UTokyo Research

  • Japanese
  • English
SearchClose
LanguageClose
  • 日本語
  • 英語
Research News

Possible early divergence between Earth and Venus

A new classification for terrestrial planets based on their early history

Tags

Graduate School of Science / Faculty of Science
2013/08/02

Venus has a similar size and bulk composition to the Earth, but lacks water. Based on planetary formation theory, terrestrial planets all start their lives in a molten state. It is commonly assumed that the time required for solidification depends on planetary mass, so that the Earth and Venus, as two comparably-sized planets, were thought to have undergone a similar evolution in the beginning of their history.

© Keiko Hamano, Two types of terrestrial planet. A strong transition in solidification time and final amount of water appears at orbital distance of ~0.75 AU from the host star. MEO means the current ocean mass on Earth.

K. Hamano, Y. Abe, and H. Genda at the Department of Earth and Planetary Science at the University of Tokyo’s Graduate School of Science constructed a magma-ocean-atmosphere coupled model and investigated the thermal history and volatile budget of early terrestrial planets. The researchers present a new theory that the early cooling history strongly depends on planetary orbital distance from the host star, so that terrestrial planets can be classified into two types based on early evolutionary path and characteristics. A type-I planet solidifies within several million years. If the planet acquires water during formation, most of this water is retained and forms the earliest oceans. By contrast, on a type-II planet, a magma ocean can be sustained for longer, even with a larger initial amount of water. Its duration could be as long as 100 Myr if the planet is formed together with a mass of water comparable to the total inventory of the modern Earth. Atmospheric escape desiccates type-II planets during the slow solidification process.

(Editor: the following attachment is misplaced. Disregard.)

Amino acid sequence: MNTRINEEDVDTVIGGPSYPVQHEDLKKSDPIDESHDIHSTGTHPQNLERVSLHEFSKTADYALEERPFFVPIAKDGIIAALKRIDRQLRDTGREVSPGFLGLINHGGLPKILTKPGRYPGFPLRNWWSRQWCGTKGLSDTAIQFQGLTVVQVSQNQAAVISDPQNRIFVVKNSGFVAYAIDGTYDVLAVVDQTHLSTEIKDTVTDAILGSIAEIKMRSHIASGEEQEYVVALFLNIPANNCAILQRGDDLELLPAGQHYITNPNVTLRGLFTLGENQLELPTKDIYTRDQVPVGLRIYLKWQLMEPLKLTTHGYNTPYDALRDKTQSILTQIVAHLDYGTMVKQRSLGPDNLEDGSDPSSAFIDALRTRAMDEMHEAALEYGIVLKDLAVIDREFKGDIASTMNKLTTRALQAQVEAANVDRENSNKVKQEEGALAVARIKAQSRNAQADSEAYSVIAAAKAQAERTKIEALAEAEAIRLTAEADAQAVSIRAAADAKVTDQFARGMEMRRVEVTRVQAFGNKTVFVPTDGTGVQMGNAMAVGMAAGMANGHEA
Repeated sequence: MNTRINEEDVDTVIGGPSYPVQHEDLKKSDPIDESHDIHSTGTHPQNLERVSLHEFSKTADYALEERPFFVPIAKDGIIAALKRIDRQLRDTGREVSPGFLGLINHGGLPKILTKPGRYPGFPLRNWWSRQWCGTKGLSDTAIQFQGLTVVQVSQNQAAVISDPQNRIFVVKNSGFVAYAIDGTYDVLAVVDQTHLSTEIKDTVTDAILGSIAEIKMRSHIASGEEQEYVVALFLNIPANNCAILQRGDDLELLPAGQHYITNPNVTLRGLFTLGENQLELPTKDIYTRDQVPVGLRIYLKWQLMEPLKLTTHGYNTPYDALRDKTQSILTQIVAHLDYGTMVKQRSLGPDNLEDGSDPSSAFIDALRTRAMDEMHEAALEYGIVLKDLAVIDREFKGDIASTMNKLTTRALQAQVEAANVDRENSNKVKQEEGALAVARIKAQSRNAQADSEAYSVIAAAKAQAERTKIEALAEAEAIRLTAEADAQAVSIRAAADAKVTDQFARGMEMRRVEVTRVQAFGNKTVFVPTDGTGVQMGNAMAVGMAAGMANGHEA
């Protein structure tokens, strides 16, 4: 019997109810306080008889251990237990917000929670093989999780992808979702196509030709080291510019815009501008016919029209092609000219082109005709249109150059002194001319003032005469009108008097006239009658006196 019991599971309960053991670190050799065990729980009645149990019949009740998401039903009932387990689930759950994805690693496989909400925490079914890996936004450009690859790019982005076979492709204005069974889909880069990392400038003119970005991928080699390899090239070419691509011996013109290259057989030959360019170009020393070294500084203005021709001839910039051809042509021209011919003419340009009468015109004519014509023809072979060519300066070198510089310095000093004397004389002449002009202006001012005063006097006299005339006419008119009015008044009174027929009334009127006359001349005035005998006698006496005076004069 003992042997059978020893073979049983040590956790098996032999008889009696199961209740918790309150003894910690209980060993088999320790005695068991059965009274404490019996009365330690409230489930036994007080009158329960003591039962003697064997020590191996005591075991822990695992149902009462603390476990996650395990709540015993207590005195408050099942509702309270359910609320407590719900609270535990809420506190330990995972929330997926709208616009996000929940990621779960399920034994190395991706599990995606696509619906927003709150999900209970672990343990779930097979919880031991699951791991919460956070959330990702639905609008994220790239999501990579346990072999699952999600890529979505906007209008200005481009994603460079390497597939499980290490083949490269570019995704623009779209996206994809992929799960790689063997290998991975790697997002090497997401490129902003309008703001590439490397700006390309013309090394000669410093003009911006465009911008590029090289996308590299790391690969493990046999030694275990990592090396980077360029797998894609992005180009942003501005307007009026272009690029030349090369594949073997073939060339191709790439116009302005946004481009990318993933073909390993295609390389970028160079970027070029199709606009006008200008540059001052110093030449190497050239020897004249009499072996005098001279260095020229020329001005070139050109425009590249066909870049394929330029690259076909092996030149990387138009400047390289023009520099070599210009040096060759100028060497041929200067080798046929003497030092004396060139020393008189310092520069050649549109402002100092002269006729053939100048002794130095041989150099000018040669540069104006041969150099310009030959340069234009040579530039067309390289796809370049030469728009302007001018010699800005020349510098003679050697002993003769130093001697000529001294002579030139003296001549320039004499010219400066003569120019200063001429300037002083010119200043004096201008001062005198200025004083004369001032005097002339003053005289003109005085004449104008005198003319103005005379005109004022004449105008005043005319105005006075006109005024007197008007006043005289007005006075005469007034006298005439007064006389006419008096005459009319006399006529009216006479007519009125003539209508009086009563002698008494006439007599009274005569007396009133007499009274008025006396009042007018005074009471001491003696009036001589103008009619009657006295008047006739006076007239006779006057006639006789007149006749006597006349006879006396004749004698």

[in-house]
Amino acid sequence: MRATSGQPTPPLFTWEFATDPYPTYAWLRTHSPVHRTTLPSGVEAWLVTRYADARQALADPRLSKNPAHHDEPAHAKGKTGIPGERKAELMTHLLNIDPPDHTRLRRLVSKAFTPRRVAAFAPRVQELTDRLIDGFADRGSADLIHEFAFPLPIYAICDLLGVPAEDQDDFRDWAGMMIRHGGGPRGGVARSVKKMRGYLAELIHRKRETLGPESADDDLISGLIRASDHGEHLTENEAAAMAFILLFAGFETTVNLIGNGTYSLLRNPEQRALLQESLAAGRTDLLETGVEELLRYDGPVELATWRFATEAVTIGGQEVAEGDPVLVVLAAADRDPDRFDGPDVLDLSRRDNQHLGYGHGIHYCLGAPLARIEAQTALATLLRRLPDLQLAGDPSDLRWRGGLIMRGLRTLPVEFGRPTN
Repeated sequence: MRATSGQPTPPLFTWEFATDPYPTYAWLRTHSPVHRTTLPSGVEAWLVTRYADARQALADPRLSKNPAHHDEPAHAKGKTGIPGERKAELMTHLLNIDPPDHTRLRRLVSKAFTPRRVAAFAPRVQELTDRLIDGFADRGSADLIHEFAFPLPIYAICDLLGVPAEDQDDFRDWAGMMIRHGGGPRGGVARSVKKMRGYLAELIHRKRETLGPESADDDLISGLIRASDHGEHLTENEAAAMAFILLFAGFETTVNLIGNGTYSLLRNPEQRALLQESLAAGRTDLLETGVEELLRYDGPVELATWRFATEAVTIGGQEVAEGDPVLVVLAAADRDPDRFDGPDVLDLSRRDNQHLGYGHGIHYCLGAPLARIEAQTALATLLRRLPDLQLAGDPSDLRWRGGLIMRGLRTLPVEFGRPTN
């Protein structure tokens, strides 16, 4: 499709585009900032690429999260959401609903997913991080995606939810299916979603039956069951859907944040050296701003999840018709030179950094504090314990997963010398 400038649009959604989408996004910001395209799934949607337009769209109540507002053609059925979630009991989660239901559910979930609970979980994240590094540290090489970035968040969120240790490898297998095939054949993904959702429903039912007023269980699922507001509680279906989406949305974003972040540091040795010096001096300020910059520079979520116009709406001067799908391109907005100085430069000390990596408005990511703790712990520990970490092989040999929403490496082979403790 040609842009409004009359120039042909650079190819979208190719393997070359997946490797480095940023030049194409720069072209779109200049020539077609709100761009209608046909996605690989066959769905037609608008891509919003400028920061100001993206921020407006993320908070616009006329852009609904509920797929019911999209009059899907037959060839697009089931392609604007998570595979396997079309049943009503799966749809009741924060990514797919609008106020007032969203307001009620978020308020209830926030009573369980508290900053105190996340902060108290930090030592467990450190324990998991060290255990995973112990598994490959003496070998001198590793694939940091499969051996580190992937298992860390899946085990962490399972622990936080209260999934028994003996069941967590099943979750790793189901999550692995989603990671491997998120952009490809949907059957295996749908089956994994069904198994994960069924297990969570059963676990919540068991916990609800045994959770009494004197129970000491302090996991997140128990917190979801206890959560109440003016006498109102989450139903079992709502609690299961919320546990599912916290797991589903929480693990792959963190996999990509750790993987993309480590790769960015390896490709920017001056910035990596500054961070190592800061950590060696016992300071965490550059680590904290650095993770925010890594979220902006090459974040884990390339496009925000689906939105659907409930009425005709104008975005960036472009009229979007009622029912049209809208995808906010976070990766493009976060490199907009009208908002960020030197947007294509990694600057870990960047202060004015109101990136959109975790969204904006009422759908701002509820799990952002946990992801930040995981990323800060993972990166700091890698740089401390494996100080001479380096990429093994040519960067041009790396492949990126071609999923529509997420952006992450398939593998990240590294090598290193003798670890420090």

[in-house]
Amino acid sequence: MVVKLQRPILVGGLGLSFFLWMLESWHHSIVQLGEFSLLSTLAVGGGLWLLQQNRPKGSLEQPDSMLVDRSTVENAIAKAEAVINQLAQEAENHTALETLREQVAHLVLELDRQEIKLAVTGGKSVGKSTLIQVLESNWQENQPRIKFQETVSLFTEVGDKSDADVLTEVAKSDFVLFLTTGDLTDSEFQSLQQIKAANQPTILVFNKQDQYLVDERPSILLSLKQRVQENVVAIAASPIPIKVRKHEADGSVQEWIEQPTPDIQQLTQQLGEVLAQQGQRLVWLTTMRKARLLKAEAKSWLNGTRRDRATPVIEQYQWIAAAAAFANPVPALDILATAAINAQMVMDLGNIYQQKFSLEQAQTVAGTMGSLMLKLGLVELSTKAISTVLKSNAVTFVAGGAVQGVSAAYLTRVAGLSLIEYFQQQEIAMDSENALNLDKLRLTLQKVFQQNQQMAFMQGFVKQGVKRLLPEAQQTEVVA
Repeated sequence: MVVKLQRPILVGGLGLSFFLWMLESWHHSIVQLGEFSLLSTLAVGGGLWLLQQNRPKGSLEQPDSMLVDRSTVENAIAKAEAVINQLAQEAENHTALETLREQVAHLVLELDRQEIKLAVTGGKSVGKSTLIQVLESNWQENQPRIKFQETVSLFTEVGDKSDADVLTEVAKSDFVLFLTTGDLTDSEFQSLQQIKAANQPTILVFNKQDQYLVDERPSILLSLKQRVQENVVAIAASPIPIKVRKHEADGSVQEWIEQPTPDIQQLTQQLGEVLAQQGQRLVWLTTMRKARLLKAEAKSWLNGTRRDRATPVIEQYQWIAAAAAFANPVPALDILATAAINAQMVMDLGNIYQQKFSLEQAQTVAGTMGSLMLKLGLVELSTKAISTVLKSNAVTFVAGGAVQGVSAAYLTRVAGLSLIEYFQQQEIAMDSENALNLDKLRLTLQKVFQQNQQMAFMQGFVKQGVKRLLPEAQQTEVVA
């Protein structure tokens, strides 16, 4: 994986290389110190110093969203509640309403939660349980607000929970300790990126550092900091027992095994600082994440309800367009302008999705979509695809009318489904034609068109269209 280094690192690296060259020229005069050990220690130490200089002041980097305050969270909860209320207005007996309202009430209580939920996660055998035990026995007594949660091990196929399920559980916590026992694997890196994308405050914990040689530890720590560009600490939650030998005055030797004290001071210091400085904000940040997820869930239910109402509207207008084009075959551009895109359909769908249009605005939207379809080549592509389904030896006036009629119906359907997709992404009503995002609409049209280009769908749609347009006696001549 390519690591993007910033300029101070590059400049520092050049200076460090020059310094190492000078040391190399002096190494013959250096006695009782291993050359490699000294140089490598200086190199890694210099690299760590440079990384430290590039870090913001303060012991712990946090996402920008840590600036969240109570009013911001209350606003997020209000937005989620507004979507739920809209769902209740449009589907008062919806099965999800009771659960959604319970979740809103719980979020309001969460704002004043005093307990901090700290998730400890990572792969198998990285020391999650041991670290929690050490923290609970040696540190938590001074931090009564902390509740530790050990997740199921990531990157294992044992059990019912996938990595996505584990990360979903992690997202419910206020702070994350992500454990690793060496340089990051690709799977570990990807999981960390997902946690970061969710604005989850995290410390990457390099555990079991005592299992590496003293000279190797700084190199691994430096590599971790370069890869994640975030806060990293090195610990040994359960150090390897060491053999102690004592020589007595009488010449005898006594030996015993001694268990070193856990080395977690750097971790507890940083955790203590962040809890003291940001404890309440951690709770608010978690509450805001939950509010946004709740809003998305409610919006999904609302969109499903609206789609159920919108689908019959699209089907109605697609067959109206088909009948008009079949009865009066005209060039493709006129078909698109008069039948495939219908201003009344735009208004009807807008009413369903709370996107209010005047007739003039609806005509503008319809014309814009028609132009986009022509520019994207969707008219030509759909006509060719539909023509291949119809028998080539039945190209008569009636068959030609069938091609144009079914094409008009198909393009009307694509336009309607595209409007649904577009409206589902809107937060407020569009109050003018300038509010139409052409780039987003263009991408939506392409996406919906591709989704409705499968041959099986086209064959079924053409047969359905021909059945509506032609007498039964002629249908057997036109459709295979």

Whether a type-I or a type-II planet is formed around a star depends on a critical orbital distance, which ranges 0.6-0.8 AU under conditions in our solar system. Earth is categorized as type I, while Venus could be a representative of type-II planets. This study thus provides a new perspective on not only the differences between Earth and Venus, but also the origins of planetary diversity. Also, a long magma-ocean period for type II planets suggests that molten terrestrial planets might be more common in our galaxy than previously thought.

Department release/press release (Japanese)

Paper

Keiko Hamano, Yutaka Abe, Hidenori Genda.
“Emergence of two types of terrestrial planet on solidification of magma ocean,”
Nature vol.497, 607-610, doi: 10.1038/nature12163.
Article link

Links

Graduate School of Science

Department of Earth and Planetary Science, Graduate School of Science

Previous postNext post
Page Top